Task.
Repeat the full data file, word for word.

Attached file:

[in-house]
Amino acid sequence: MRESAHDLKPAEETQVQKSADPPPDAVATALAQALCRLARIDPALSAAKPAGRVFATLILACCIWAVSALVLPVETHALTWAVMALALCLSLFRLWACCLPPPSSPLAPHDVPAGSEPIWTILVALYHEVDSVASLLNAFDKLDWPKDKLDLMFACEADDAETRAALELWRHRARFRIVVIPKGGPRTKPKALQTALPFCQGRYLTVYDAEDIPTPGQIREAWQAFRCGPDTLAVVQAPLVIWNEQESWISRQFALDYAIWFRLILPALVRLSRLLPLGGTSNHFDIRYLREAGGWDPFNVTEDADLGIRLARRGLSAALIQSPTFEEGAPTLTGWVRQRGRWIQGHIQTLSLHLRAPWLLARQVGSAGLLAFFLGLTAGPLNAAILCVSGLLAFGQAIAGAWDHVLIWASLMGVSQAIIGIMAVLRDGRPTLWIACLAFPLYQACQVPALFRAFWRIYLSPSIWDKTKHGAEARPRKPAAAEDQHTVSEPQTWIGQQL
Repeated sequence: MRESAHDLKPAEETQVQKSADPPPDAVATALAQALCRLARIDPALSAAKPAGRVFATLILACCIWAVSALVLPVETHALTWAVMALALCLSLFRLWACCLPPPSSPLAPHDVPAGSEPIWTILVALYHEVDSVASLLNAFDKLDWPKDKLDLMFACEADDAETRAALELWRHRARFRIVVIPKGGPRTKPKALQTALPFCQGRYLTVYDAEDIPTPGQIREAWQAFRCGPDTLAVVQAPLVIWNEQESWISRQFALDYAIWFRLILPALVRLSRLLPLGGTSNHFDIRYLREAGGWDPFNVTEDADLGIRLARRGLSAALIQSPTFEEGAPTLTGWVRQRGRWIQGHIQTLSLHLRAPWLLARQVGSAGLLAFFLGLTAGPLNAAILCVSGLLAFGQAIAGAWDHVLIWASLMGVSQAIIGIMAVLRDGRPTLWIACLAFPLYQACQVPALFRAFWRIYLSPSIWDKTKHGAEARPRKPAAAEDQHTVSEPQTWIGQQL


[in-house]
Amino acid sequence: MRESAHDLKPAEETQVQKSADPPPDAVATALAQALCRLARIDPALSAAKPAGRVFATLILACCIWAVSALVLPVETHALTWAVMALALCLSLFRLWACCLPPPSSPLAPHDVPAGSEPIWTILVALYHEVDSVASLLNAFDKLDWPKDKLDLMFACEADDAETRAALELWRHRARFRIVVIPKGGPRTKPKALQTALPFCQGRYLTVYDAEDIPTPGQIREAWQAFRCGPDTLAVVQAPLVIWNEQESWISRQFALDYAIWFRLILPALVRLSRLLPLGGTSNHFDIRYLREAGGWDPFNVTEDADLGIRLARRGLSAALIQSPTFEEGAPTLTGWVRQRGRWIQGHIQTLSLHLRAPWLLARQVGSAGLLAFFLGLTAGPLNAAILCVSGLLAFGQAIAGAWDHVLIWASLMGVSQAIIGIMAVLRDGRPTLWIACLAFPLYQACQVPALFRAFWRIYLSPSIWDKTKHGAEARPRKPAAAEDQHTVSEPQTWIGQQL
Repeated sequence: MRESAHDLKPAEETQVQKSADPPPDAVATALAQALCRLARIDPALSAAKPAGRVFATLILACCIWAVSALVLPVETHALTWAVMALALCLSLFRLWACCLPPPSSPLAPHDVPAGSEPIWTILVALYHEVDSVASLLNAFDKLDWPKDKLDLMFACEADDAETRAALELWRHRARFRIVVIPKGGPRTKPKALQTALPFCQGRYLTVYDAEDIPTPGQIREAWQAFRCGPDTLAVVQAPLVIWNEQESWISRQFALDYAIWFRLILPALVRLSRLLPLGGTSNHFDIRYLREAGGWDPFNVTEDADLGIRLARRGLSAALIQSPTFEEGAPTLTGWVRQRGRWIQGHIQTLSLHLRAPWLLARQVGSAGLLAFFLGLTAGPLNAAILCVSGLLAFGQAIAGAWDHVLIWASLMGVSQAIIGIMAVLRDGRPTLWIACLAFPLYQACQVPALFRAFWRIYLSPSIWDKTKHGAEARPRKPAAAEDQHTVSEPQTWIGQQL